For centuries people have been mixing potions, initially in a quest for medicinal elixirs, and later to produce exotic drinks. Punch was introduced from India to England in the early seventeenth century. The term, of uncertain etymology, was first recorded in 1632. [Read more…] about Masters of Mixology: American Showmanship & French Finesse
Many eighteenth century publicans framed a list of pre-conditions for the “perfect” tavern which was displayed in full view in British public houses and drinking dens.
The advice to customers consisted of “Twelve Good Rules” that dated back to the rule of Charles I: [Read more…] about Twelve Tavern Rules, Thirteen Toasts and America’s 1814 Anthem
Although much remains unclear about the origins of Cockney rhyming slang, there is a consensus that it stems from London’s East End, dates back to the 1840s, and is alive and thriving. One slang expression reads “on one’s tod,” meaning: on one’s own; all alone. The phrase is a shortened version of the original “on one’s Tod Sloan.”
In full, these four words offer a multi-colored mosaic of socio-cultural events involving Manhattan, London, and Paris. [Read more…] about Slang, Stirrups, Paris in the 20s, and the Invention of the Bloody Mary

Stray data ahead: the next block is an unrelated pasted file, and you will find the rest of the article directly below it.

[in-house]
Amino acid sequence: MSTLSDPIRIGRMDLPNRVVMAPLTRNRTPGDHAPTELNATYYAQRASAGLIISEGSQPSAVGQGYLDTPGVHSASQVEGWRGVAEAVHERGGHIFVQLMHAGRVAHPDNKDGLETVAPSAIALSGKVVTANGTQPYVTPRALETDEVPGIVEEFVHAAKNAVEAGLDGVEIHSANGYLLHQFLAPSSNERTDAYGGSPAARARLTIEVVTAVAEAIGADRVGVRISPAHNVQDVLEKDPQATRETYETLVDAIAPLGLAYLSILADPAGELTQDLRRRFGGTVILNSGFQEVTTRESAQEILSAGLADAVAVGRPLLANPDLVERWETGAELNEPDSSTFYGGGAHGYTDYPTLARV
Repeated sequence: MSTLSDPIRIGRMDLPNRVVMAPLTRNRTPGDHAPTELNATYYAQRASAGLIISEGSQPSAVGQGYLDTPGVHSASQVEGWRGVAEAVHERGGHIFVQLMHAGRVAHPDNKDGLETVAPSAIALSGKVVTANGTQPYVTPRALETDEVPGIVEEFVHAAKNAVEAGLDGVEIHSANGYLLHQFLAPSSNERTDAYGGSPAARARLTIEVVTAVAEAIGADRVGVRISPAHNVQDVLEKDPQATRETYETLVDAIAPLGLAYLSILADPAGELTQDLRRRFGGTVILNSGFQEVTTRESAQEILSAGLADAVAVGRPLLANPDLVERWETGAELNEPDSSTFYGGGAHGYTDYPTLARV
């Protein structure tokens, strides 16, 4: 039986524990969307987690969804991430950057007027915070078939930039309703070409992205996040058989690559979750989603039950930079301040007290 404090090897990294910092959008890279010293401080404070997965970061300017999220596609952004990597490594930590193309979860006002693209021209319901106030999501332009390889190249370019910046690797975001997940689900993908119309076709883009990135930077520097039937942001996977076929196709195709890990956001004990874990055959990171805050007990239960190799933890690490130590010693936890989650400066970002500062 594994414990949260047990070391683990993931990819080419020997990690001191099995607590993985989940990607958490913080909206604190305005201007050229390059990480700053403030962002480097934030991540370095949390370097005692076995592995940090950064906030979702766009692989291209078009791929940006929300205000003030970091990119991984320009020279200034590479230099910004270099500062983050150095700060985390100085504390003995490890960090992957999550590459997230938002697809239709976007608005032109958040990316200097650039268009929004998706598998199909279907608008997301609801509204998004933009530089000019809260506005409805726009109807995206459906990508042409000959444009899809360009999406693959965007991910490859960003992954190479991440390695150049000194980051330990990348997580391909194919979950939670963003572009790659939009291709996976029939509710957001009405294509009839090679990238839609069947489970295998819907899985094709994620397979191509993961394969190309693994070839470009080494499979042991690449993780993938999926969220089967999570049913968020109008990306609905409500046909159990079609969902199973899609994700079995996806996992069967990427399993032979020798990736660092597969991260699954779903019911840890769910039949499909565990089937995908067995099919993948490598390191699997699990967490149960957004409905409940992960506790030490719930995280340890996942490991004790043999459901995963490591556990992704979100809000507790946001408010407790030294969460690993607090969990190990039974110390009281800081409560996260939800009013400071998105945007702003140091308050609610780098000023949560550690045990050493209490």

Oh what pun it is to chuckle over Prohibition one-liners published in 1920 issues of The Post-Star, a daily newspaper of Glens Falls, NY. [Read more…] about Prohibition One-Liners From 1920
This week on The Historians Podcast, Richard Hamm discusses what really happened during Prohibition. Hamm is co-editor of Prohibition’s Greatest Myths: The Distilled Truth About America’s Anti-Alcohol Crusade (LSU Press, 2020). [Read more…] about Distilled Truth About Prohibition (Podcast)
The Capital District Civil War Round Table is set to host a virtual happy hour on Friday about the influence of alcohol on the Civil War and the drinking habits of past United States Presidents. [Read more…] about Civil War Alcohol: A Virtual History Happy Hour on Friday